It’s good practice for the board to invite an insurance professional to attend the occasional board or committee meeting to discuss the ins-and-outs of D&O coverage, trends in litigation risk, and coverage for changes in laws and regulations.


Questions for the Savvy Director

Given the importance of D&O insurance to protect directors and the company, it’s worthwhile to have some questions at the ready the next time the topic comes up.

  • What is the total amount of coverage? How much is Side A only?
  • What are the exclusions or limitations? How do these affect coverage for directors?
  • What are the conduct exclusions for the Side A coverage?
  • What is the “prior acts” date?
  • How does the company select its D&O insurer?
  • What are the policy’s key terms and conditions?
  • How does the company ensure that we have adequate coverage?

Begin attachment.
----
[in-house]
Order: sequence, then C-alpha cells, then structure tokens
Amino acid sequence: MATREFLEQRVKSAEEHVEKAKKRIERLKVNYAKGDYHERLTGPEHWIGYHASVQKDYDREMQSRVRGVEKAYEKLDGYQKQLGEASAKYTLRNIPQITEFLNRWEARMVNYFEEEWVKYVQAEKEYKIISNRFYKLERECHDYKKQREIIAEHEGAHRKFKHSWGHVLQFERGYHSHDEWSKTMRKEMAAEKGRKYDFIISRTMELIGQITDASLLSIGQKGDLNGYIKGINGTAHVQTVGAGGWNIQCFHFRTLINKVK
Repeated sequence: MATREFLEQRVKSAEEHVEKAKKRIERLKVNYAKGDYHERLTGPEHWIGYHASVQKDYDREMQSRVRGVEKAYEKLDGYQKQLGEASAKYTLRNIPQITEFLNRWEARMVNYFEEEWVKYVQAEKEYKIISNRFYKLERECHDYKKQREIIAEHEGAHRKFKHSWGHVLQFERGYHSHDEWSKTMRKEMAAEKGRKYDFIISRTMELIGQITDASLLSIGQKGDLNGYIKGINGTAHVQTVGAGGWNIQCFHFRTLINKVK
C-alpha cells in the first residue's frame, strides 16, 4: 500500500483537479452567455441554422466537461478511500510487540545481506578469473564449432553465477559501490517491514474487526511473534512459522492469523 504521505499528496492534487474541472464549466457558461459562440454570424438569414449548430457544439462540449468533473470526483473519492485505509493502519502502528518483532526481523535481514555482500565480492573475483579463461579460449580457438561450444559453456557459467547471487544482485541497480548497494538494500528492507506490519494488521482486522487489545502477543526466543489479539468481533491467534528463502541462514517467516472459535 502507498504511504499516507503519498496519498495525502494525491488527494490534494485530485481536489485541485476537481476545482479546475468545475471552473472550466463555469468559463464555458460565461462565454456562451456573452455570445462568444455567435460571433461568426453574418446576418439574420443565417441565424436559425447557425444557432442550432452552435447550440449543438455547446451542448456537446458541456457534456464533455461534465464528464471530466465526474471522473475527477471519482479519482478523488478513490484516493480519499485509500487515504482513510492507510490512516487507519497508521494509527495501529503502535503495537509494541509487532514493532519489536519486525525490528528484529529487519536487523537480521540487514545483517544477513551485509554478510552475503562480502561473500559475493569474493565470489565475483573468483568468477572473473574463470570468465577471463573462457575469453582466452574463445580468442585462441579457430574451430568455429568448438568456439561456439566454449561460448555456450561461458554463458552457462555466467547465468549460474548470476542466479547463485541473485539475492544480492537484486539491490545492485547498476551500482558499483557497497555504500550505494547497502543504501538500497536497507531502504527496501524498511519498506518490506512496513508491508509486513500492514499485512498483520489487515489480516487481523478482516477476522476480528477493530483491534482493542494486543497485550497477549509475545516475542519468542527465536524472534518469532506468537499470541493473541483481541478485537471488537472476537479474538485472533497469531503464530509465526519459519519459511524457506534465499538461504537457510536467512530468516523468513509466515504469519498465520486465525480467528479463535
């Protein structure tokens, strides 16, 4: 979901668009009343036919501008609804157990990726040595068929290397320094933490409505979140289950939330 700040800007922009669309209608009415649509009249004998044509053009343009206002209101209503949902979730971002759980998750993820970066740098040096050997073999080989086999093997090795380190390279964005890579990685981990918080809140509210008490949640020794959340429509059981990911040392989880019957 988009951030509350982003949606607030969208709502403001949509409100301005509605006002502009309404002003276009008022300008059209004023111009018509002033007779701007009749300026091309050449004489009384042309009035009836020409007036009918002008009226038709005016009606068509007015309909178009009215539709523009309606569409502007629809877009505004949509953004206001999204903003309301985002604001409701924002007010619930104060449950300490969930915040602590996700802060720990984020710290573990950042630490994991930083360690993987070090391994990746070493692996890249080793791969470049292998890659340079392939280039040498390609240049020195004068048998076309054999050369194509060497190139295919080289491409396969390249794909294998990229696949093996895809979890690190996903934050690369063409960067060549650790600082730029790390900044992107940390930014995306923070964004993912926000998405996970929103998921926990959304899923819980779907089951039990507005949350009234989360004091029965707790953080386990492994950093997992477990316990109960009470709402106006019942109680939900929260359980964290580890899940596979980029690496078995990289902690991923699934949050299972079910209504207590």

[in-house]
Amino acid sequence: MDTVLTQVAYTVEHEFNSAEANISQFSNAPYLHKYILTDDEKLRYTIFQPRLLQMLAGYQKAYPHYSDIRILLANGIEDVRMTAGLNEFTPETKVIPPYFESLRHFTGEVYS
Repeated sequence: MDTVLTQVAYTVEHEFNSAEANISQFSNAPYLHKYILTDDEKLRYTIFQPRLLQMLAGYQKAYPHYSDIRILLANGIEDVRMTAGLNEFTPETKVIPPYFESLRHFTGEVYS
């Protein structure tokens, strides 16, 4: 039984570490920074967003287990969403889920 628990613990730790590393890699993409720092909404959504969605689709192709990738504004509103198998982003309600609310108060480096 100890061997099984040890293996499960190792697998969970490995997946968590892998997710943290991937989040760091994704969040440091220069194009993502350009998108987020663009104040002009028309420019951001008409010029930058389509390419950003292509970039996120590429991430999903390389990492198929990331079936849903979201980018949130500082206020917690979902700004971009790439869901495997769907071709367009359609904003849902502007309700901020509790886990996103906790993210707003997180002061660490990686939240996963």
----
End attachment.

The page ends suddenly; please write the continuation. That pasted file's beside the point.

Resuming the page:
• What is the scope of coverage provided by the policy?
  • What are the consequences of not being covered or having inadequate coverage?
  • How does the company determine whether to make a claim?
  • How does the company ensure that its D&O coverage remains up-to-date and relevant to our current needs?
  • What role do external insurance advisors play in advising the company about D&O insurance?


Your takeaways:

  • D&O insurance policies offer liability coverage for a company’s directors and officers to protect them from claims arising from decisions and actions taken as part of their duties.
  • Careful vetting of D&O coverage should be a priority. Asking the right questions helps ensure adequate coverage when it’s most needed.
  • Any business with a corporate board should invest in D&O insurance, including private companies and non-profits.
  • From your perspective as a director, Side A coverage is what matters most. It extends your protection beyond indemnification by the company.
  • Get to know the exclusions in your D&O policy.
  • Work with an insurance professional to get a complete picture of your risk and how well you’re covered.




Thank you.


Scott Baldwin is a certified corporate director (ICD.D) and co-founder of – an online membership with practical tools for board directors who choose a growth mindset.